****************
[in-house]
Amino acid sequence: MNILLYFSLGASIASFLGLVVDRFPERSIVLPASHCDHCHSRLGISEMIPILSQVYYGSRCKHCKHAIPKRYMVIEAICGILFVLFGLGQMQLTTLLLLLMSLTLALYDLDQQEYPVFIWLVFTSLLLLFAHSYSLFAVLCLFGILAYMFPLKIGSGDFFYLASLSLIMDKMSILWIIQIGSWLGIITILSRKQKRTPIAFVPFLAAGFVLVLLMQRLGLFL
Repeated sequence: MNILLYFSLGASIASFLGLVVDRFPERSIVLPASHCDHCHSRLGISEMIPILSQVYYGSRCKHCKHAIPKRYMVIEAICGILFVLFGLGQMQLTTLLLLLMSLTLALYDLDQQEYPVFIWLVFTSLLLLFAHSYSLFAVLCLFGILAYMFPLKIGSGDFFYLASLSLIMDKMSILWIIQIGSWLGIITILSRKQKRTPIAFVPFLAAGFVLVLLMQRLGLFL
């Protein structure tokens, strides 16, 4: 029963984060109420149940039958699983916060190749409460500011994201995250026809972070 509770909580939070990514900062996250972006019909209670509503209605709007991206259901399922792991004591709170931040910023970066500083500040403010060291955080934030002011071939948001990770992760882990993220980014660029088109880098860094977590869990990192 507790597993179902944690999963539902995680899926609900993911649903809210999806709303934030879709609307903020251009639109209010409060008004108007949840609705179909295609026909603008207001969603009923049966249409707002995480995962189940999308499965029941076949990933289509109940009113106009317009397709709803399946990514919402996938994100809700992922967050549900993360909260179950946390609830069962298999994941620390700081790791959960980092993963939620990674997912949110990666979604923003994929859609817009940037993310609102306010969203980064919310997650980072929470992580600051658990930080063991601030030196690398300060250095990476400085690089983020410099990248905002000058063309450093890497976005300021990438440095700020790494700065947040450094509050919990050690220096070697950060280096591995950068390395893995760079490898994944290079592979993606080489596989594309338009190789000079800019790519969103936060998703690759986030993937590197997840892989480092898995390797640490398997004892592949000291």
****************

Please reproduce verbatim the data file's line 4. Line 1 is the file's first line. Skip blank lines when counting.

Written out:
């Protein structure tokens, strides 16, 4: 029963984060109420149940039958699983916060190749409460500011994201995250026809972070 509770909580939070990514900062996250972006019909209670509503209605709007991206259901399922792991004591709170931040910023970066500083500040403010060291955080934030002011071939948001990770992760882990993220980014660029088109880098860094977590869990990192 507790597993179902944690999963539902995680899926609900993911649903809210999806709303934030879709609307903020251009639109209010409060008004108007949840609705179909295609026909603008207001969603009923049966249409707002995480995962189940999308499965029941076949990933289509109940009113106009317009397709709803399946990514919402996938994100809700992922967050549900993360909260179950946390609830069962298999994941620390700081790791959960980092993963939620990674997912949110990666979604923003994929859609817009940037993310609102306010969203980064919310997650980072929470992580600051658990930080063991601030030196690398300060250095990476400085690089983020410099990248905002000058063309450093890497976005300021990438440095700020790494700065947040450094509050919990050690220096070697950060280096591995950068390395893995760079490898994944290079592979993606080489596989594309338009190789000079800019790519969103936060998703690759986030993937590197997840892989480092898995390797640490398997004892592949000291």